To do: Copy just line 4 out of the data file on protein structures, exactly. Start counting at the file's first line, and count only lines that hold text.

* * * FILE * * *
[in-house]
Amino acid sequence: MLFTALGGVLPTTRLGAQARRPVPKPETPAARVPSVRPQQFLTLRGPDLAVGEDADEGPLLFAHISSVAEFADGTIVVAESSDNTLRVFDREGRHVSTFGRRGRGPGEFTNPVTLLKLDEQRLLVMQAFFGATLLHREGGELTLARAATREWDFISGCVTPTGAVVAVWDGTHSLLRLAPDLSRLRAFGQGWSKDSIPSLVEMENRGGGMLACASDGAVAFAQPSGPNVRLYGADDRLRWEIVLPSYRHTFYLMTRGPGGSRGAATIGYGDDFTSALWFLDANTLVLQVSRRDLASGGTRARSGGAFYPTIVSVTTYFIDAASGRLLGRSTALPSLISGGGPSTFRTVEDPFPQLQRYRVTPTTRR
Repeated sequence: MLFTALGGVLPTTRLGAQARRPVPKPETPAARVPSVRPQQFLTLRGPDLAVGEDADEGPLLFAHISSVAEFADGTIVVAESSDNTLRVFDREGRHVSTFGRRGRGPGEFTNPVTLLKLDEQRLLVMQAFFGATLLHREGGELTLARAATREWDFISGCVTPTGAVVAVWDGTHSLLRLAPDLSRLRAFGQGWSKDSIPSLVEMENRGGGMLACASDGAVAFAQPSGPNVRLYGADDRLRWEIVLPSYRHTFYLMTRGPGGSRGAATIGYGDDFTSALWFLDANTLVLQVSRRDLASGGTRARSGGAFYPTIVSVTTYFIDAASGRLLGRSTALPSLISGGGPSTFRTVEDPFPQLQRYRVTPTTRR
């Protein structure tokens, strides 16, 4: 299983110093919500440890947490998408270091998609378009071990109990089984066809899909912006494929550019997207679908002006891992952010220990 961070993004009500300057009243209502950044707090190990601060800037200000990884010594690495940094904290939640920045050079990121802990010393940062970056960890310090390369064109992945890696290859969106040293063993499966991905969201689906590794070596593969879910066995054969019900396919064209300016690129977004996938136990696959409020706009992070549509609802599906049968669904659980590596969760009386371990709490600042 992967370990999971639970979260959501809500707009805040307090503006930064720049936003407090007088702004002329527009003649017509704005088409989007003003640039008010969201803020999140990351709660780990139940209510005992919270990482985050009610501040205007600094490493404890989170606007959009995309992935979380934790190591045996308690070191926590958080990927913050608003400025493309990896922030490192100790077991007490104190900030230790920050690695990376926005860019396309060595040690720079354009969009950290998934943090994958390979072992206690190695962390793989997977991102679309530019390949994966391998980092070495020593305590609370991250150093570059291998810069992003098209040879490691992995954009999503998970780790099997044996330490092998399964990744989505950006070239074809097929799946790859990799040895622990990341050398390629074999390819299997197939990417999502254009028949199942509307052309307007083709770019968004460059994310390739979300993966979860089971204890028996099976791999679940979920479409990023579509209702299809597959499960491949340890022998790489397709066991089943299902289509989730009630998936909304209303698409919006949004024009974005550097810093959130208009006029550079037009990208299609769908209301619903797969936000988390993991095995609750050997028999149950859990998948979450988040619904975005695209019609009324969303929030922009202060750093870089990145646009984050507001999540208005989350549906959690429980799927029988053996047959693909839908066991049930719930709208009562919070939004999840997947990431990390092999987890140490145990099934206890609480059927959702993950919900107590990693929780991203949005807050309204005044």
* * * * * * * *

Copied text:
């Protein structure tokens, strides 16, 4: 299983110093919500440890947490998408270091998609378009071990109990089984066809899909912006494929550019997207679908002006891992952010220990 961070993004009500300057009243209502950044707090190990601060800037200000990884010594690495940094904290939640920045050079990121802990010393940062970056960890310090390369064109992945890696290859969106040293063993499966991905969201689906590794070596593969879910066995054969019900396919064209300016690129977004996938136990696959409020706009992070549509609802599906049968669904659980590596969760009386371990709490600042 992967370990999971639970979260959501809500707009805040307090503006930064720049936003407090007088702004002329527009003649017509704005088409989007003003640039008010969201803020999140990351709660780990139940209510005992919270990482985050009610501040205007600094490493404890989170606007959009995309992935979380934790190591045996308690070191926590958080990927913050608003400025493309990896922030490192100790077991007490104190900030230790920050690695990376926005860019396309060595040690720079354009969009950290998934943090994958390979072992206690190695962390793989997977991102679309530019390949994966391998980092070495020593305590609370991250150093570059291998810069992003098209040879490691992995954009999503998970780790099997044996330490092998399964990744989505950006070239074809097929799946790859990799040895622990990341050398390629074999390819299997197939990417999502254009028949199942509307052309307007083709770019968004460059994310390739979300993966979860089971204890028996099976791999679940979920479409990023579509209702299809597959499960491949340890022998790489397709066991089943299902289509989730009630998936909304209303698409919006949004024009974005550097810093959130208009006029550079037009990208299609769908209301619903797969936000988390993991095995609750050997028999149950859990998948979450988040619904975005695209019609009324969303929030922009202060750093870089990145646009984050507001999540208005989350549906959690429980799927029988053996047959693909839908066991049930719930709208009562919070939004999840997947990431990390092999987890140490145990099934206890609480059927959702993950919900107590990693929780991203949005807050309204005044």